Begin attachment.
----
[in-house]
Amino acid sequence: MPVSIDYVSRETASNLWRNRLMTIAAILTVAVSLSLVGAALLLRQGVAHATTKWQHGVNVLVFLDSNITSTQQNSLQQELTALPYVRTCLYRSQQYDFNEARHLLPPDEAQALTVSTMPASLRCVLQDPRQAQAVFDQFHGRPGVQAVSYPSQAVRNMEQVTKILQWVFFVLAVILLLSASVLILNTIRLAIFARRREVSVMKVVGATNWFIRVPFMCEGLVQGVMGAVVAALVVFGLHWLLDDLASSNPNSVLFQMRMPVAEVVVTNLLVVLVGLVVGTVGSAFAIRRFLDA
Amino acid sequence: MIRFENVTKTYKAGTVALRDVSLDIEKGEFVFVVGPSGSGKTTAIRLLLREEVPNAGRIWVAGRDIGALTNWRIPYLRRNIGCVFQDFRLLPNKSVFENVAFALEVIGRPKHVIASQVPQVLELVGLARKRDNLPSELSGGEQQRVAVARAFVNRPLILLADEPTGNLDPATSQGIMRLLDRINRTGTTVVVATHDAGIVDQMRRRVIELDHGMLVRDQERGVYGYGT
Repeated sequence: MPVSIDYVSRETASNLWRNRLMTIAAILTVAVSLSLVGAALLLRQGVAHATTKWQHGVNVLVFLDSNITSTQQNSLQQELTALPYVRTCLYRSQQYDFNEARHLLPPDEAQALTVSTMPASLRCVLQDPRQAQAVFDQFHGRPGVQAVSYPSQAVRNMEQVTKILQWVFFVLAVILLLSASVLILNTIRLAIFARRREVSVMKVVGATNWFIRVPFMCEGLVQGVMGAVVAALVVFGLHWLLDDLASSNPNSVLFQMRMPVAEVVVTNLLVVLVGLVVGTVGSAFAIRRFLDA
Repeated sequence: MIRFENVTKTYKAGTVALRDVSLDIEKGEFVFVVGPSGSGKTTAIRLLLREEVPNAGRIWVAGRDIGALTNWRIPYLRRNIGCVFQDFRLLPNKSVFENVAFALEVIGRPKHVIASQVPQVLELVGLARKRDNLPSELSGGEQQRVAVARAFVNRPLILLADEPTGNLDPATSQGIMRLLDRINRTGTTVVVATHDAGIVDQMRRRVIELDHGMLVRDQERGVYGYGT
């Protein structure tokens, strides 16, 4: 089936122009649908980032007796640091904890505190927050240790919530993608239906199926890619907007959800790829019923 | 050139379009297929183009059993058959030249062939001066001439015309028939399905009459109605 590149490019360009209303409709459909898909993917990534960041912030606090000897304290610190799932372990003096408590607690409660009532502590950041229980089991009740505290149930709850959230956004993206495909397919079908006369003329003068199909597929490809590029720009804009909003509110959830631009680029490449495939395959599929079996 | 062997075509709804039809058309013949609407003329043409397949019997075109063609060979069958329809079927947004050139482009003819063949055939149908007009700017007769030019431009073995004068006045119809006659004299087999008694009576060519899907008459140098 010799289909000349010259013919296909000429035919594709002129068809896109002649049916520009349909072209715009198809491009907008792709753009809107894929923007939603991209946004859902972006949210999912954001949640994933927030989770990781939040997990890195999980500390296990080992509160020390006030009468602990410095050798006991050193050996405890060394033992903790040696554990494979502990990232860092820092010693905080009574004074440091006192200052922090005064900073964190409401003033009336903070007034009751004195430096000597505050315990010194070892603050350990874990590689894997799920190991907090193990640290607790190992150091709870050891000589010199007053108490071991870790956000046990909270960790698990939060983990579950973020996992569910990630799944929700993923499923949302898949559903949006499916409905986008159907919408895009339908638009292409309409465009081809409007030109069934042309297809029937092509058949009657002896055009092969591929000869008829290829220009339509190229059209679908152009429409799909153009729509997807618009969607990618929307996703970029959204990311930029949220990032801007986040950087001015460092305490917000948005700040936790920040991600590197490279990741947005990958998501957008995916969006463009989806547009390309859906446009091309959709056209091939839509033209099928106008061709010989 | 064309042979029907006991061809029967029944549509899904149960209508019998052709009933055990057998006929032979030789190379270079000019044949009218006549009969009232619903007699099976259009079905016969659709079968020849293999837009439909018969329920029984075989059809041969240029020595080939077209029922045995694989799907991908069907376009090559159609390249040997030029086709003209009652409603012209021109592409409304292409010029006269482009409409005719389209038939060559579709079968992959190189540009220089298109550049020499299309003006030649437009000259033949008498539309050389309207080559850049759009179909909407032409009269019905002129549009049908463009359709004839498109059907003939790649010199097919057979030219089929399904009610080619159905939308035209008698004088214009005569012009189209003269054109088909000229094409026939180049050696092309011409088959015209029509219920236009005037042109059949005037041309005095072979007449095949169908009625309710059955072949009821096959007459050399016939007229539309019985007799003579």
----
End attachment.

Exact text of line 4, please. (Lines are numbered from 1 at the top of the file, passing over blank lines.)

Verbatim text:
Repeated sequence: MPVSIDYVSRETASNLWRNRLMTIAAILTVAVSLSLVGAALLLRQGVAHATTKWQHGVNVLVFLDSNITSTQQNSLQQELTALPYVRTCLYRSQQYDFNEARHLLPPDEAQALTVSTMPASLRCVLQDPRQAQAVFDQFHGRPGVQAVSYPSQAVRNMEQVTKILQWVFFVLAVILLLSASVLILNTIRLAIFARRREVSVMKVVGATNWFIRVPFMCEGLVQGVMGAVVAALVVFGLHWLLDDLASSNPNSVLFQMRMPVAEVVVTNLLVVLVGLVVGTVGSAFAIRRFLDA